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Feature: Hope and sorrow in Jordan's no man's land

Feature: Hope and sorrow in Jordan's no man's land

A group of 384 Iranian Kurds are preparing for a new life in Sweden after spending a year and a half in the no man's land between Iraq and Jordan. However, more than 600 others are still stuck in the desolate border region awaiting resettlement or other solutions to their plight.
25 October 2004
Yazin and his daughter saying goodbye to the no man's land before moving to Ruweished camp in Jordan, from where they will be resettled to Sweden.

RUWEISHED, Jordan (UNHCR) - "I had hoped and hoped, but the moment I heard I was given the opportunity to go to Sweden, I could not believe it, really. It suddenly made everything worthwhile."

Yazin's eyes shine with hope. At 29, he has spent almost his entire life in refugee camps. Now he is one of a group of 384 Iranian Kurds who have been accepted for resettlement by Sweden, after spending a year and a half in the no man's land between Iraq and Jordan.

Yazin was only a child when his family fled the Islamic Revolution in Iran and took refuge with relatives on the other side of the border, in the northern Iraqi town of Sulaymaniyah. They stayed there for two years before ending up in the refugee camp of Al Tash, close to Baghdad.

Al Tash was to be his home for the next two decades. At the age of eight, the little boy discovered his own way of escape from his grim surroundings: he started drawing and painting. In the absence of any creative classes or workshops in Al Tash, he had to teach himself to paint. He became so good at it that after a while, many of the camp's refugees started coming to him to ask for their portraits.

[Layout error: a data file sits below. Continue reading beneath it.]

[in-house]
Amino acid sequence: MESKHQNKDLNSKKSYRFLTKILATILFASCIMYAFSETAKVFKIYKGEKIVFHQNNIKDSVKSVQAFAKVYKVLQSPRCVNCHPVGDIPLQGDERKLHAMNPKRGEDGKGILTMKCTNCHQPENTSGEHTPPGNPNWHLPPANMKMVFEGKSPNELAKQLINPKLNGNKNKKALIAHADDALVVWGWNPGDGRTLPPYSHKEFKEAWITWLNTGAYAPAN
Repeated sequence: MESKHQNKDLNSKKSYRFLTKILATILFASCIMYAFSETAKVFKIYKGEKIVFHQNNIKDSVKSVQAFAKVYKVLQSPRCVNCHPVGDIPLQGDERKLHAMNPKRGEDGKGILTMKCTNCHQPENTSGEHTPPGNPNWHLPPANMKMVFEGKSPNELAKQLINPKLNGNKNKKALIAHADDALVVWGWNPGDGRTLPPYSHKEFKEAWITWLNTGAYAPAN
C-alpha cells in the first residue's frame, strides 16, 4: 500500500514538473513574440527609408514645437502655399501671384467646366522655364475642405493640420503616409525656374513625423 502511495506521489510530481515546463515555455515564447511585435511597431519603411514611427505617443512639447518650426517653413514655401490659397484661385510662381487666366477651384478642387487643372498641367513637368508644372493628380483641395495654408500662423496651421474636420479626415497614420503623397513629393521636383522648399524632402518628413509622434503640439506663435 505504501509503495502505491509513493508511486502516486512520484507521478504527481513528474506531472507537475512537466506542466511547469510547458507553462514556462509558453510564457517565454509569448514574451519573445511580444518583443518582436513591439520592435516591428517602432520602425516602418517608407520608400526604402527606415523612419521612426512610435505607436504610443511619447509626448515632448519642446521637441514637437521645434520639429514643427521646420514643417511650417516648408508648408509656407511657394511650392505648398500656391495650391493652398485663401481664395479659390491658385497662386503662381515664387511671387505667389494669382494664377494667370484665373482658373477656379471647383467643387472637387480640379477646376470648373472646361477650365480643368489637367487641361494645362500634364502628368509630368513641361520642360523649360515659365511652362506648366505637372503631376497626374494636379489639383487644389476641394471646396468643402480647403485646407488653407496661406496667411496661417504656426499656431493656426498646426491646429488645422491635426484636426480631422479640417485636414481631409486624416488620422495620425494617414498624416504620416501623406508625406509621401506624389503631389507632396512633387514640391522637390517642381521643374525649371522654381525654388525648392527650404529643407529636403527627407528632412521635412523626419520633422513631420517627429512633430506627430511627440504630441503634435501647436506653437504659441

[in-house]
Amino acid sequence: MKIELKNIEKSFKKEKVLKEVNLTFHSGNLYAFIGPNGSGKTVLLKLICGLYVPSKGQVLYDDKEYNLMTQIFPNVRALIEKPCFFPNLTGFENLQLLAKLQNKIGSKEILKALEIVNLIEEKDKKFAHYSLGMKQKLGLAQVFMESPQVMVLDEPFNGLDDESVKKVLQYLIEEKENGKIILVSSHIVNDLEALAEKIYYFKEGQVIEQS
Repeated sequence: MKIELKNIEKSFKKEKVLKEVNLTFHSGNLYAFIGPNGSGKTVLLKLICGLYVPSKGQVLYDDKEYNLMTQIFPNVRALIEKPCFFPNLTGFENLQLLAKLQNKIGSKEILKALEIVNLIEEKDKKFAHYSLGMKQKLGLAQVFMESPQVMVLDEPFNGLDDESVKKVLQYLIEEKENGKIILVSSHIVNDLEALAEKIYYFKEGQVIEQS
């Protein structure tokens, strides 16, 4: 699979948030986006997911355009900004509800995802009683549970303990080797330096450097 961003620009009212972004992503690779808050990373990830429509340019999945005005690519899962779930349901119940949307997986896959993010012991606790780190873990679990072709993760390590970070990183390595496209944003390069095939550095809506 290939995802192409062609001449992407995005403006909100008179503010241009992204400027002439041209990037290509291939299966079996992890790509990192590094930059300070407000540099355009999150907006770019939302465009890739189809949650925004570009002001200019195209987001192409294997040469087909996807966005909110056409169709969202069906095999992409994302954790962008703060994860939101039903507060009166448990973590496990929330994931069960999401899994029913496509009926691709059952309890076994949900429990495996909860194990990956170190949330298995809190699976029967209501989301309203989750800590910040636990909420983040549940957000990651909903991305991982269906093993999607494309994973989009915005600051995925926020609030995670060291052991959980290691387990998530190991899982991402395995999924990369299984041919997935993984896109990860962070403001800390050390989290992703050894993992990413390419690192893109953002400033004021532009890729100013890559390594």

Little by little, painting became a way of life, a tenuous hold on hope. "This was what helped me through the difficult life in all those years," he says.

In 2003, momentous events shook Iraq and like many of the 12,000 Iranian Kurds then living in Al Tash, Yazin and his family decided to look for a better life elsewhere after the downfall of Saddam Hussein. Where to go was a difficult decision for him.

"I did not want to return anymore to Iran, because of my different political beliefs," Yazin says. "At the same time, after all those years, I had no more hope in Iraq. As an artist, I felt my soul was dying, surrounded by desperate people inside the camps."

In the first half of 2003, Yazin, his wife and their two children left for Jordan. They made it no further than the no man's land between Iraq and Jordan. Amman, having shown much hospitality to refugees over the years, refused to let this new group in. More than 1,000 people found themselves stranded in the no man's land, an arid desert with freezing temperatures in winter, extreme heat during the summer and frequent sandstorms in all seasons - a place only scorpions and snakes find hospitable.